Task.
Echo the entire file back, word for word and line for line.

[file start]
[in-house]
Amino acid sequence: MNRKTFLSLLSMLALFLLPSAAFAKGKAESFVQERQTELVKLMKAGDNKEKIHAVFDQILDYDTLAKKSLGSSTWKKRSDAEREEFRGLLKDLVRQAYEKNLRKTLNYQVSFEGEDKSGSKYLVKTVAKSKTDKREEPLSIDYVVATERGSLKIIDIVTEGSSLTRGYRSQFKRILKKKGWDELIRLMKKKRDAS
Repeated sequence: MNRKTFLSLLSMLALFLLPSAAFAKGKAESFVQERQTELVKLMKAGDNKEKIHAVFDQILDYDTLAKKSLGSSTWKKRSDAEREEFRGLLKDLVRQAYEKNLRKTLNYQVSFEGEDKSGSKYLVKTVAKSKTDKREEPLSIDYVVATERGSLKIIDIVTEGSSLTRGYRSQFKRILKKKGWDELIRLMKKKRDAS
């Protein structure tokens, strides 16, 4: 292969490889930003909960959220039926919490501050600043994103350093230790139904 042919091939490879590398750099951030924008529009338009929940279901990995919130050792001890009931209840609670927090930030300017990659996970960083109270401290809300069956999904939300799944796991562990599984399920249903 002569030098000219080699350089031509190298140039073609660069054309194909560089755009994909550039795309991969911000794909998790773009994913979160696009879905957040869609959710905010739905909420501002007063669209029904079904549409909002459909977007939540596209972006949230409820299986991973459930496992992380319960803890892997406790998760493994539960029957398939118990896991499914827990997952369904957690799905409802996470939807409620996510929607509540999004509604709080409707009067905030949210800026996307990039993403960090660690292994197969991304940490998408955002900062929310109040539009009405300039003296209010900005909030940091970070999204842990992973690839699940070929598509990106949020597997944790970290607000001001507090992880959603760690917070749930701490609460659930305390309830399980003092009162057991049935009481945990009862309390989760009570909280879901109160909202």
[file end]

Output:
[in-house]
Amino acid sequence: MNRKTFLSLLSMLALFLLPSAAFAKGKAESFVQERQTELVKLMKAGDNKEKIHAVFDQILDYDTLAKKSLGSSTWKKRSDAEREEFRGLLKDLVRQAYEKNLRKTLNYQVSFEGEDKSGSKYLVKTVAKSKTDKREEPLSIDYVVATERGSLKIIDIVTEGSSLTRGYRSQFKRILKKKGWDELIRLMKKKRDAS
Repeated sequence: MNRKTFLSLLSMLALFLLPSAAFAKGKAESFVQERQTELVKLMKAGDNKEKIHAVFDQILDYDTLAKKSLGSSTWKKRSDAEREEFRGLLKDLVRQAYEKNLRKTLNYQVSFEGEDKSGSKYLVKTVAKSKTDKREEPLSIDYVVATERGSLKIIDIVTEGSSLTRGYRSQFKRILKKKGWDELIRLMKKKRDAS
């Protein structure tokens, strides 16, 4: 292969490889930003909960959220039926919490501050600043994103350093230790139904 042919091939490879590398750099951030924008529009338009929940279901990995919130050792001890009931209840609670927090930030300017990659996970960083109270401290809300069956999904939300799944796991562990599984399920249903 002569030098000219080699350089031509190298140039073609660069054309194909560089755009994909550039795309991969911000794909998790773009994913979160696009879905957040869609959710905010739905909420501002007063669209029904079904549409909002459909977007939540596209972006949230409820299986991973459930496992992380319960803890892997406790998760493994539960029957398939118990896991499914827990997952369904957690799905409802996470939807409620996510929607509540999004509604709080409707009067905030949210800026996307990039993403960090660690292994197969991304940490998408955002900062929310109040539009009405300039003296209010900005909030940091970070999204842990992973690839699940070929598509990106949020597997944790970290607000001001507090992880959603760690917070749930701490609460659930305390309830399980003092009162057991049935009481945990009862309390989760009570909280879901109160909202």